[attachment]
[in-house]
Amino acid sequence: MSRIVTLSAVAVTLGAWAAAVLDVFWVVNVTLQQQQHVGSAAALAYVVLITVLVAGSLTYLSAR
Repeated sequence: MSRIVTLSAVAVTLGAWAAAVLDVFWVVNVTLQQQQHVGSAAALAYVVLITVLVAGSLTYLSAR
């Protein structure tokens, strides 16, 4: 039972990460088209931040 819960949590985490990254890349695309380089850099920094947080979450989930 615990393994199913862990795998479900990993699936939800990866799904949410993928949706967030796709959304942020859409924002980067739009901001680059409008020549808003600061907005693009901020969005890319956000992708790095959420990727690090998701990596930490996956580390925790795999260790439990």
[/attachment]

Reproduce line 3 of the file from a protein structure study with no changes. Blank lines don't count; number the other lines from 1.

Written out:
Repeated sequence: MSRIVTLSAVAVTLGAWAAAVLDVFWVVNVTLQQQQHVGSAAALAYVVLITVLVAGSLTYLSAR